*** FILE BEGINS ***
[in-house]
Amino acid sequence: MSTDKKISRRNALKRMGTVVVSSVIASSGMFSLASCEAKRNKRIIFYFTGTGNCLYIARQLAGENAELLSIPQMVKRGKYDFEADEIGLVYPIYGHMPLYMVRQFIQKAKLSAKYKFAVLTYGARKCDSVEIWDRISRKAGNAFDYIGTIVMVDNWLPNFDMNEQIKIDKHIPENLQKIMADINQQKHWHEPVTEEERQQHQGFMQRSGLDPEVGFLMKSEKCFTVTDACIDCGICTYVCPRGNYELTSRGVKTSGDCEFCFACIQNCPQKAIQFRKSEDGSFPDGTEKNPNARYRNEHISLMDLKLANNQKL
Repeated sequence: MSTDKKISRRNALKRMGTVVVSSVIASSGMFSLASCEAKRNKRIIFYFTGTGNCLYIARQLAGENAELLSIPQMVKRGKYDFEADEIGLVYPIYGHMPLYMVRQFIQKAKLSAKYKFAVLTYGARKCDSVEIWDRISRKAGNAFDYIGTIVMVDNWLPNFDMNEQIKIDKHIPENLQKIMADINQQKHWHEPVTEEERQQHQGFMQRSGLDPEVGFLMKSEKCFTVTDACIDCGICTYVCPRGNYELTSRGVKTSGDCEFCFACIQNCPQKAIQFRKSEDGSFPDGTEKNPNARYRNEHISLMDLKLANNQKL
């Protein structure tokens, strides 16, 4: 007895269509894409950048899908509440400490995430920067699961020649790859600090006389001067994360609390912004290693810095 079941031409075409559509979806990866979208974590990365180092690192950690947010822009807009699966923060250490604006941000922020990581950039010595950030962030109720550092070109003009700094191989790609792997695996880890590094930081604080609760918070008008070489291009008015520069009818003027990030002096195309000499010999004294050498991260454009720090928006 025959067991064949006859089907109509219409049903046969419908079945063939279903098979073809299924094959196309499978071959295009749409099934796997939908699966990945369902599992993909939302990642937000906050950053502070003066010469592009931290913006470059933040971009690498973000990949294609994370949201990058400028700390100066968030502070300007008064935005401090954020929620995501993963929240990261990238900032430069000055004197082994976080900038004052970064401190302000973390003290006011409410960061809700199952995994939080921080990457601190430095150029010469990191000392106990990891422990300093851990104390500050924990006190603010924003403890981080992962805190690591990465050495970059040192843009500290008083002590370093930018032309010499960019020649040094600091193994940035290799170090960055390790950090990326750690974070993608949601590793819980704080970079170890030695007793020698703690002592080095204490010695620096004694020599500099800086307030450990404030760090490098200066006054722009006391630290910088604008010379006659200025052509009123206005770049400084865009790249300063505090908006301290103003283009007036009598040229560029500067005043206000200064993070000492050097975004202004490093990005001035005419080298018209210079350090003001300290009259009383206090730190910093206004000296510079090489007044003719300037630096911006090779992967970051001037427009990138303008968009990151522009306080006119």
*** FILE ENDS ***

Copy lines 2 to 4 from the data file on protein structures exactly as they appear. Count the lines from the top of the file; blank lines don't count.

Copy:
Amino acid sequence: MSTDKKISRRNALKRMGTVVVSSVIASSGMFSLASCEAKRNKRIIFYFTGTGNCLYIARQLAGENAELLSIPQMVKRGKYDFEADEIGLVYPIYGHMPLYMVRQFIQKAKLSAKYKFAVLTYGARKCDSVEIWDRISRKAGNAFDYIGTIVMVDNWLPNFDMNEQIKIDKHIPENLQKIMADINQQKHWHEPVTEEERQQHQGFMQRSGLDPEVGFLMKSEKCFTVTDACIDCGICTYVCPRGNYELTSRGVKTSGDCEFCFACIQNCPQKAIQFRKSEDGSFPDGTEKNPNARYRNEHISLMDLKLANNQKL
Repeated sequence: MSTDKKISRRNALKRMGTVVVSSVIASSGMFSLASCEAKRNKRIIFYFTGTGNCLYIARQLAGENAELLSIPQMVKRGKYDFEADEIGLVYPIYGHMPLYMVRQFIQKAKLSAKYKFAVLTYGARKCDSVEIWDRISRKAGNAFDYIGTIVMVDNWLPNFDMNEQIKIDKHIPENLQKIMADINQQKHWHEPVTEEERQQHQGFMQRSGLDPEVGFLMKSEKCFTVTDACIDCGICTYVCPRGNYELTSRGVKTSGDCEFCFACIQNCPQKAIQFRKSEDGSFPDGTEKNPNARYRNEHISLMDLKLANNQKL
């Protein structure tokens, strides 16, 4: 007895269509894409950048899908509440400490995430920067699961020649790859600090006389001067994360609390912004290693810095 079941031409075409559509979806990866979208974590990365180092690192950690947010822009807009699966923060250490604006941000922020990581950039010595950030962030109720550092070109003009700094191989790609792997695996880890590094930081604080609760918070008008070489291009008015520069009818003027990030002096195309000499010999004294050498991260454009720090928006 025959067991064949006859089907109509219409049903046969419908079945063939279903098979073809299924094959196309499978071959295009749409099934796997939908699966990945369902599992993909939302990642937000906050950053502070003066010469592009931290913006470059933040971009690498973000990949294609994370949201990058400028700390100066968030502070300007008064935005401090954020929620995501993963929240990261990238900032430069000055004197082994976080900038004052970064401190302000973390003290006011409410960061809700199952995994939080921080990457601190430095150029010469990191000392106990990891422990300093851990104390500050924990006190603010924003403890981080992962805190690591990465050495970059040192843009500290008083002590370093930018032309010499960019020649040094600091193994940035290799170090960055390790950090990326750690974070993608949601590793819980704080970079170890030695007793020698703690002592080095204490010695620096004694020599500099800086307030450990404030760090490098200066006054722009006391630290910088604008010379006659200025052509009123206005770049400084865009790249300063505090908006301290103003283009007036009598040229560029500067005043206000200064993070000492050097975004202004490093990005001035005419080298018209210079350090003001300290009259009383206090730190910093206004000296510079090489007044003719300037630096911006090779992967970051001037427009990138303008968009990151522009306080006119």